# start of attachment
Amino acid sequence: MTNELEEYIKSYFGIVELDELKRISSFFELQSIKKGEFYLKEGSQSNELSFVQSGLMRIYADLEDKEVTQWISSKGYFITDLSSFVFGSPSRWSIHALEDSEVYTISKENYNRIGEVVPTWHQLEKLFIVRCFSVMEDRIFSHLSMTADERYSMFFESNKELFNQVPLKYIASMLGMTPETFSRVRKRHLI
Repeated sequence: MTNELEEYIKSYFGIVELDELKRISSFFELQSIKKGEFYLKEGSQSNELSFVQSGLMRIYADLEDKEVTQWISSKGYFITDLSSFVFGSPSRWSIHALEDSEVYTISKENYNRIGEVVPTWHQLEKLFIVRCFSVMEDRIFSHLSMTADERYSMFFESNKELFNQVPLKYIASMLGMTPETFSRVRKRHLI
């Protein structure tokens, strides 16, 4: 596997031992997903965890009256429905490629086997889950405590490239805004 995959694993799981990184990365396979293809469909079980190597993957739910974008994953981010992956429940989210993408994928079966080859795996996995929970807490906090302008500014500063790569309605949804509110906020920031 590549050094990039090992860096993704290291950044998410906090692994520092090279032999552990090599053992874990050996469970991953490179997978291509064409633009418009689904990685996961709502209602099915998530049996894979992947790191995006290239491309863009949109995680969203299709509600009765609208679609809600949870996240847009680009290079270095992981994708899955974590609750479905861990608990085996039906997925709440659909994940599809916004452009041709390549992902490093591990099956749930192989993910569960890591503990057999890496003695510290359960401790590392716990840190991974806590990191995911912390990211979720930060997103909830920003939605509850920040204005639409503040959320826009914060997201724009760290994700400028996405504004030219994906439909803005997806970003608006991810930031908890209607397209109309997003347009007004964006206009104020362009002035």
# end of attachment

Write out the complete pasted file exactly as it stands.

Amino acid sequence: MTNELEEYIKSYFGIVELDELKRISSFFELQSIKKGEFYLKEGSQSNELSFVQSGLMRIYADLEDKEVTQWISSKGYFITDLSSFVFGSPSRWSIHALEDSEVYTISKENYNRIGEVVPTWHQLEKLFIVRCFSVMEDRIFSHLSMTADERYSMFFESNKELFNQVPLKYIASMLGMTPETFSRVRKRHLI
Repeated sequence: MTNELEEYIKSYFGIVELDELKRISSFFELQSIKKGEFYLKEGSQSNELSFVQSGLMRIYADLEDKEVTQWISSKGYFITDLSSFVFGSPSRWSIHALEDSEVYTISKENYNRIGEVVPTWHQLEKLFIVRCFSVMEDRIFSHLSMTADERYSMFFESNKELFNQVPLKYIASMLGMTPETFSRVRKRHLI
């Protein structure tokens, strides 16, 4: 596997031992997903965890009256429905490629086997889950405590490239805004 995959694993799981990184990365396979293809469909079980190597993957739910974008994953981010992956429940989210993408994928079966080859795996996995929970807490906090302008500014500063790569309605949804509110906020920031 590549050094990039090992860096993704290291950044998410906090692994520092090279032999552990090599053992874990050996469970991953490179997978291509064409633009418009689904990685996961709502209602099915998530049996894979992947790191995006290239491309863009949109995680969203299709509600009765609208679609809600949870996240847009680009290079270095992981994708899955974590609750479905861990608990085996039906997925709440659909994940599809916004452009041709390549992902490093591990099956749930192989993910569960890591503990057999890496003695510290359960401790590392716990840190991974806590990191995911912390990211979720930060997103909830920003939605509850920040204005639409503040959320826009914060997201724009760290994700400028996405504004030219994906439909803005997806970003608006991810930031908890209607397209109309997003347009007004964006206009104020362009002035």